The one-room lab set-up allows for the cheapest (and most flexible) way to conduct numerous types of tests while still meeting all the requirements of the four possible test scenarios and more:

  • The lab serves as a meeting, testing, and work space for campus testers—especially students in ENG 4365 who conduct mostly individual tests or small group (2-4 members) tests on digital media. For the group projects, students typically break into three roles—a moderator, one or two note-takers, and a technician. When combined with the participant, the maximum number of people in the room at any one time is five individuals. The 8 foot by 18 foot space was ideally suited for this small group testing.
  • The space allows for greater ethos for student testers when inviting participants to conduct tests.
  • The design maximizes the use of space by not having entire rooms dedicated to observation, while also allowing for testers and moderators to have a close connection to participants, which encourages more think-aloud.
  • If individuals wanted to conduct onsite testing, the filing cabinet houses a laptop with a built-in Webcam and microphone that would allow for basic testing away from the lab.
  • Screen Shot 2013-10-09 at 8.35.23 PMBoth desktop computers were connected to the LAN, which allowed any of the current computer labs on campus, with their projector set-ups, to serve as a remote observation room when using Morae Observer (2013). This potential allows for large numbers of individuals to observe the test simultaneously.
  • The white board and round table allows for paper-prototyping (Still, 2010).
  • Both desktops could be used simultaneously (as well as the laptop, if set up on the observation table) to allow for up to three synchronous tests. The three computers are also all connected to the internet to allow for remote testing, as well.
  • The lab serves as a hub and storage for technology for 1) local tests, 2) networked tests, 3) checking out technologies for onsite tests, and 4) conducting paper-prototyping/whiteboarding.


While this laboratory set-up has its own limitations, such as the lack of storage space and the tendency for participants and observers to feel overcrowded at times, the end result maximized efficiency for all four potential test scenarios—student testing, faculty testing, staff testing, and community member testing.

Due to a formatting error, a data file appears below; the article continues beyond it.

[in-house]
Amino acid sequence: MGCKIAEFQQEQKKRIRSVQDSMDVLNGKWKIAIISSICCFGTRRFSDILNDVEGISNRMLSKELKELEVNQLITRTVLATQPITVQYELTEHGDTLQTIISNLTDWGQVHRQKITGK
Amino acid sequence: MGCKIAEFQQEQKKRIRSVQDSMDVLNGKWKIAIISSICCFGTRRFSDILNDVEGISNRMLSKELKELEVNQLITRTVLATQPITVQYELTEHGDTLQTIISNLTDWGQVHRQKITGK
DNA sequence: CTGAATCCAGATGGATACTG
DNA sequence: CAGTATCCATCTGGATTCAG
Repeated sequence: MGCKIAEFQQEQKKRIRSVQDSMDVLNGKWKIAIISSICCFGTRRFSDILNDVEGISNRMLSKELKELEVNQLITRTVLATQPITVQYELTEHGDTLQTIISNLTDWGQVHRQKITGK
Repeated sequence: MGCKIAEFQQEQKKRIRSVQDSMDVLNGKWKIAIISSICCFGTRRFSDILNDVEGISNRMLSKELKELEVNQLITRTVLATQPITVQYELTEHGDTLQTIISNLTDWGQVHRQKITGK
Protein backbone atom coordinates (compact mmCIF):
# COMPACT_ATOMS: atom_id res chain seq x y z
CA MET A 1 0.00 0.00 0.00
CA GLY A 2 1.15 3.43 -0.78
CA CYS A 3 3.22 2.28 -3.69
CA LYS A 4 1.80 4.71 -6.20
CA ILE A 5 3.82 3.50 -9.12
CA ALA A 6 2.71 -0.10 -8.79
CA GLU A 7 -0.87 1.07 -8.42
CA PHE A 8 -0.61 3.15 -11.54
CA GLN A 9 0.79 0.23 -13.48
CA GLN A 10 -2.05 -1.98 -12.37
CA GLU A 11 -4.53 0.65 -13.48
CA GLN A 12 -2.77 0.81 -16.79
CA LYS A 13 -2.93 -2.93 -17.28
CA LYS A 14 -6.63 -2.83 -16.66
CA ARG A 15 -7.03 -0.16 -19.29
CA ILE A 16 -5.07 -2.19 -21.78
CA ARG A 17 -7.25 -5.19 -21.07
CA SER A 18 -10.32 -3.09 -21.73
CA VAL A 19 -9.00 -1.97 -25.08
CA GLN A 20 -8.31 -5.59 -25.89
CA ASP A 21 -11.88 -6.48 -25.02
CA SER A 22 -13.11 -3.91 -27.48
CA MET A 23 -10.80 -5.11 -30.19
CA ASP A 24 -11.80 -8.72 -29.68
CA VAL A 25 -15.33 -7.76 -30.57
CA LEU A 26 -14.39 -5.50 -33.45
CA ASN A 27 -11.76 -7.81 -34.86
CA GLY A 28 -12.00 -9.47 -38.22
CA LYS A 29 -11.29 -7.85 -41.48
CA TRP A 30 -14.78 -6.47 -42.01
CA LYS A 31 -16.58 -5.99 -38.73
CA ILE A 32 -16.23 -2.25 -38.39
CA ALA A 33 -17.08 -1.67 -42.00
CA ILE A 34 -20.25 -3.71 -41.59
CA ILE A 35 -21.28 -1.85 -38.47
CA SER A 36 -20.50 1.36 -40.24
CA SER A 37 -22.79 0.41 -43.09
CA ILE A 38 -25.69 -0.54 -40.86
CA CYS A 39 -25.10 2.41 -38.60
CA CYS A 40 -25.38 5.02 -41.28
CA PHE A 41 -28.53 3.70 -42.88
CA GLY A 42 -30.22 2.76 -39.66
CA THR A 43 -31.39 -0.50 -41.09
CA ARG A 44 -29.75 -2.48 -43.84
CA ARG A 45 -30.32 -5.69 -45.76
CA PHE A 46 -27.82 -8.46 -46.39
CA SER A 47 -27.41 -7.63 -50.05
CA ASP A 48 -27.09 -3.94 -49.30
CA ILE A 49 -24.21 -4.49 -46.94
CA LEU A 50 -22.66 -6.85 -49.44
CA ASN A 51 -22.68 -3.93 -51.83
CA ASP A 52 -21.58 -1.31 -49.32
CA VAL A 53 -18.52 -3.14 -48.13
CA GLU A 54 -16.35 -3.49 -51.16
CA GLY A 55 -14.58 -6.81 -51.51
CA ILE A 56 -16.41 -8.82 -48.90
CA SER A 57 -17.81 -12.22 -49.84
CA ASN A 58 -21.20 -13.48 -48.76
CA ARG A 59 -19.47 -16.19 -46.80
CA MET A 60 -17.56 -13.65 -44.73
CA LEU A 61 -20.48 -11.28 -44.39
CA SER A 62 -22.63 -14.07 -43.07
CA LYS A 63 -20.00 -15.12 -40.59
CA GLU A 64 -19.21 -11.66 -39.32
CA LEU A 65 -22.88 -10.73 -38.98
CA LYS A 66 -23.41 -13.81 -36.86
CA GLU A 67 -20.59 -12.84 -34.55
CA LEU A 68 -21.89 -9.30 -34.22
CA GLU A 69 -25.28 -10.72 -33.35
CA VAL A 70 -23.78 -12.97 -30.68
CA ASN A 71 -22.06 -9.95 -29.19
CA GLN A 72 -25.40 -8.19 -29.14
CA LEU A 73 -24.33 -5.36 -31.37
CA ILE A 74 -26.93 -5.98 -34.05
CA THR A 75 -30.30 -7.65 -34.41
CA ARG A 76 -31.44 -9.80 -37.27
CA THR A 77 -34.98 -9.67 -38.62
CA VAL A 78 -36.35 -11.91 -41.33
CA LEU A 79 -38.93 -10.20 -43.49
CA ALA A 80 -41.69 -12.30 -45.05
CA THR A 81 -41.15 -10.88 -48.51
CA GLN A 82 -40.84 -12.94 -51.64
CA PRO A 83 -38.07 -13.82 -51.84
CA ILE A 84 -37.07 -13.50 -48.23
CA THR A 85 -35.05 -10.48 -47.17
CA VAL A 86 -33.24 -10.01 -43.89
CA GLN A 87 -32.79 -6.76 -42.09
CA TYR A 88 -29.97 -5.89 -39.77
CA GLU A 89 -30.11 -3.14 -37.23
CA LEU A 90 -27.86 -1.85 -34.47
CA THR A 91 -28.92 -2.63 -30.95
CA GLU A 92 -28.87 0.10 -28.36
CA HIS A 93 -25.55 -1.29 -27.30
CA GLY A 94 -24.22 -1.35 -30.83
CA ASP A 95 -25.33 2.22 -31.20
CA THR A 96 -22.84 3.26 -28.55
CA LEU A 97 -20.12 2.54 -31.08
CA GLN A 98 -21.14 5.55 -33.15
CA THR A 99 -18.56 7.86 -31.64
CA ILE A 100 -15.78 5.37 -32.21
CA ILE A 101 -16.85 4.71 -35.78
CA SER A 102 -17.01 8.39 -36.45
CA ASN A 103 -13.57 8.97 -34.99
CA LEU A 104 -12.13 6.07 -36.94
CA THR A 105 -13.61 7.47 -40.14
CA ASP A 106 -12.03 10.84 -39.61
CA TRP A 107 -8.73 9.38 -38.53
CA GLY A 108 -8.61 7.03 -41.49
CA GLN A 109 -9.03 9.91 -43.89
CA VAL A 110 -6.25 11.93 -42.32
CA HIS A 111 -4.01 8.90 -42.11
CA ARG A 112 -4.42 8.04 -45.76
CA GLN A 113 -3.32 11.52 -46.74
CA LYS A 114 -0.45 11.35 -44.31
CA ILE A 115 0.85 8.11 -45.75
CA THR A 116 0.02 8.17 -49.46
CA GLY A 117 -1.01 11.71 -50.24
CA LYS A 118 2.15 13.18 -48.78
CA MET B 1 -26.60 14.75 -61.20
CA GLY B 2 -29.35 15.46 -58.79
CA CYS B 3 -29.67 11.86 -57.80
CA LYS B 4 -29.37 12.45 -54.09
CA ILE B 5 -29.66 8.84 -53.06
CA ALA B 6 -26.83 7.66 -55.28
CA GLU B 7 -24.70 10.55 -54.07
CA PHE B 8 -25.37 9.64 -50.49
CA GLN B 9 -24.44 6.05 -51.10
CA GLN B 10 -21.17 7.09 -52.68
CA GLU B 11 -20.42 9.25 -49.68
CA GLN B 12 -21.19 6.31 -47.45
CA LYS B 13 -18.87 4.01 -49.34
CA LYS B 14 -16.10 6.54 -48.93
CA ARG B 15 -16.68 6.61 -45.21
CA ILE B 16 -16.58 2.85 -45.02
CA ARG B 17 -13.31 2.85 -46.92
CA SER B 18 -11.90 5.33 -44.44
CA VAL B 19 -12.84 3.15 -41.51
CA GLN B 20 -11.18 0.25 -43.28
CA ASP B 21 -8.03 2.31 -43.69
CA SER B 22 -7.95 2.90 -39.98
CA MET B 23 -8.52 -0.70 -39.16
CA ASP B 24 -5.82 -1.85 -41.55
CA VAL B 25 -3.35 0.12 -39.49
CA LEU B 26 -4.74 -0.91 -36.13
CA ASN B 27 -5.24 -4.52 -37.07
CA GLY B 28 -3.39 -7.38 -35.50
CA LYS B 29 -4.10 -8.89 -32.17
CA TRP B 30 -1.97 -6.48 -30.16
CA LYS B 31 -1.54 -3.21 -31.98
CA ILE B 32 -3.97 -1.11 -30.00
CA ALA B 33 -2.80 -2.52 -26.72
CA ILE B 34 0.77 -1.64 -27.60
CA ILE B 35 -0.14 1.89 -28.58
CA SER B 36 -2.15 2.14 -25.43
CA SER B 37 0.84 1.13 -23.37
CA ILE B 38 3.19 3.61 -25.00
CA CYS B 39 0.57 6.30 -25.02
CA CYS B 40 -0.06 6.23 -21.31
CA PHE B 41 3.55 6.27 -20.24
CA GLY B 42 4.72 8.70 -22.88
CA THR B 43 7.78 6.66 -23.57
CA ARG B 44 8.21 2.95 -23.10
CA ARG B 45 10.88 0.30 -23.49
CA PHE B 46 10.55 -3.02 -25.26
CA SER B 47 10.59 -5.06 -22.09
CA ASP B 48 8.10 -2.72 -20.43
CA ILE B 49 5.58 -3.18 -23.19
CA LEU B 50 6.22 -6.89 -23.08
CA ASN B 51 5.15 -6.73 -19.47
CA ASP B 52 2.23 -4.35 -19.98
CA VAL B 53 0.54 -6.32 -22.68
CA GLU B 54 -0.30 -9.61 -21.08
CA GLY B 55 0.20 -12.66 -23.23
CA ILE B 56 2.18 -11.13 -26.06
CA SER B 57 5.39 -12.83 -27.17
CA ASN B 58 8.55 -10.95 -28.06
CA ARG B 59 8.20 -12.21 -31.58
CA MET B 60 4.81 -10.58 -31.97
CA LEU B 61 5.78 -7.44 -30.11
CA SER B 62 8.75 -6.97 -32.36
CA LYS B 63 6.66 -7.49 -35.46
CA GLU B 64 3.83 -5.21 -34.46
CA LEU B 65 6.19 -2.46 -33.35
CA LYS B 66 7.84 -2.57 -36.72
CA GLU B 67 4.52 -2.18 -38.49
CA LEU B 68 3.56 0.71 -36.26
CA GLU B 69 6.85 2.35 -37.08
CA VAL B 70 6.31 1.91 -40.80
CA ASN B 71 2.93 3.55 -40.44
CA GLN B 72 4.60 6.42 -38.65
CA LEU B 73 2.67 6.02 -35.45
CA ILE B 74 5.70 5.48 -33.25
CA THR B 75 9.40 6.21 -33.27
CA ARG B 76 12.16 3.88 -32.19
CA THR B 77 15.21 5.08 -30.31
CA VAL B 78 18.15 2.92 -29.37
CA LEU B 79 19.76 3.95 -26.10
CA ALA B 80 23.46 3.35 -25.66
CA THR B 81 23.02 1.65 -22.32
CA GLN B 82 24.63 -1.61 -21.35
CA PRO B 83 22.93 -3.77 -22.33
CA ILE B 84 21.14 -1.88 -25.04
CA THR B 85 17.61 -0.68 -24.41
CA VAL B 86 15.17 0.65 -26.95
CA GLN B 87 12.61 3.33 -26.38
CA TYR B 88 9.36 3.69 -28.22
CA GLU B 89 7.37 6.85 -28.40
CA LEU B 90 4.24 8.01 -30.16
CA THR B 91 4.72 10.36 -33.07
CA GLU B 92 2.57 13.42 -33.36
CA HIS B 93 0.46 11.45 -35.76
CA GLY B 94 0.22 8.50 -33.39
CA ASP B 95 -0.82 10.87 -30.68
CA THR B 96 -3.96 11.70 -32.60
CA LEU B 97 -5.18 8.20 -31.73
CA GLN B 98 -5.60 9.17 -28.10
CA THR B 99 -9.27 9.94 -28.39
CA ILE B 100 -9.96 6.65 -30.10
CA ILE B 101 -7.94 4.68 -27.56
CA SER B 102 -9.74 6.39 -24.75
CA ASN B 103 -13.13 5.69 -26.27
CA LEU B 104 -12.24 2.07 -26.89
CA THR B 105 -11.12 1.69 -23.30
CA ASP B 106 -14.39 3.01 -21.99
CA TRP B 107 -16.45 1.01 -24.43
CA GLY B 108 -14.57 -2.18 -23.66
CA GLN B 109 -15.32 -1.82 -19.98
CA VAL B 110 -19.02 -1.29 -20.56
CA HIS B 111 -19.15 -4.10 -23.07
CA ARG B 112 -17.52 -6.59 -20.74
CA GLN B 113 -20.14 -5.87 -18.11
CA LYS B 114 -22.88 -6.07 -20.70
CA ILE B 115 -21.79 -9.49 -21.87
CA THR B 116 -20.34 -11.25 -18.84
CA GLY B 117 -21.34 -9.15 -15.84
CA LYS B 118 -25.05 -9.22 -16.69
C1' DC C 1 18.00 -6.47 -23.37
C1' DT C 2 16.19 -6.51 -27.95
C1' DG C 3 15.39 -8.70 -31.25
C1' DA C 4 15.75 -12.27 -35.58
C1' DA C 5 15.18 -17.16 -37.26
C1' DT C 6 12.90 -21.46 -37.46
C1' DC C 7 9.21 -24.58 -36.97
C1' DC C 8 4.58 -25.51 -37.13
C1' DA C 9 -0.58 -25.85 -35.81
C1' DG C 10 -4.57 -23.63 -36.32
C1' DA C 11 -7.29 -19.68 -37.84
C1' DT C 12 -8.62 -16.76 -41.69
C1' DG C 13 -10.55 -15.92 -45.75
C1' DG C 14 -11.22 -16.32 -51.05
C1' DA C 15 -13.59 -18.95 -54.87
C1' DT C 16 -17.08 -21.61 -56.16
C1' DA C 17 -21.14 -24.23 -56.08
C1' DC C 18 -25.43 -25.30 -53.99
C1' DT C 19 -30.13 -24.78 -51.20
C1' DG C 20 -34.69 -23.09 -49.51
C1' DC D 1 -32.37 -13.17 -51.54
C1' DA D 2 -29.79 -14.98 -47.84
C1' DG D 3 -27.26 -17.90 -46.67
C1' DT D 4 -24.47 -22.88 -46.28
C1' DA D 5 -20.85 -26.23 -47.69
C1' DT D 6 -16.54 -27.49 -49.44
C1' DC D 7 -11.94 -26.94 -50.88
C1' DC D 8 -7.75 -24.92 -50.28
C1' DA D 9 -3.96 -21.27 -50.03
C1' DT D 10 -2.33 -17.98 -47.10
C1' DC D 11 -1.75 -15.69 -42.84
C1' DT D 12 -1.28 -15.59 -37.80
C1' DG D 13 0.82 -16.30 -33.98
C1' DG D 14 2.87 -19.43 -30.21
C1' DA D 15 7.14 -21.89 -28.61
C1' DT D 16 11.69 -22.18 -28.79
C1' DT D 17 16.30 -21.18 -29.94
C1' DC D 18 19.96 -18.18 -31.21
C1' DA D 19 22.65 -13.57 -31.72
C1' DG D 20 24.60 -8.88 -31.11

Step 3: What Are the Costs of a Lab? Populating the Lab with Technologies

A number of the technologies have already been explained in the previous section, including the physical technologies and some of the basic computer set-ups. This section, therefore, will focus on three aspects related to cost: (1) deciding on physical components of the lab, (2) purchasing usability components, and (3) acquiring funding. Because costs of technologies are constantly in a flux, the following sections will mostly only share total cost of technologies rather than the cost of individual pieces.

Room Renovations

The department made an 8 foot by 18 foot storage closet available for lab use, and it was renovated in several phases. First, we removed the previous technologies of the room, including transferring physical technologies and boxes of books to another storage area (and in some cases, eliminated unneeded “stuff” that had accumulated over time). Second, we submitted a request to Angelo State’s Facilities Management Office to overhaul the room and bring it up to code. Facilities Management workers spent several months completing several fundamental requests—repainting the room, repairing a hole in the sheetrock, laying new carpet over the older tile, repairing ceiling tiles, adding LAN connections, hanging the clock, and redirecting air flow to allow for the room to be cooled and heated.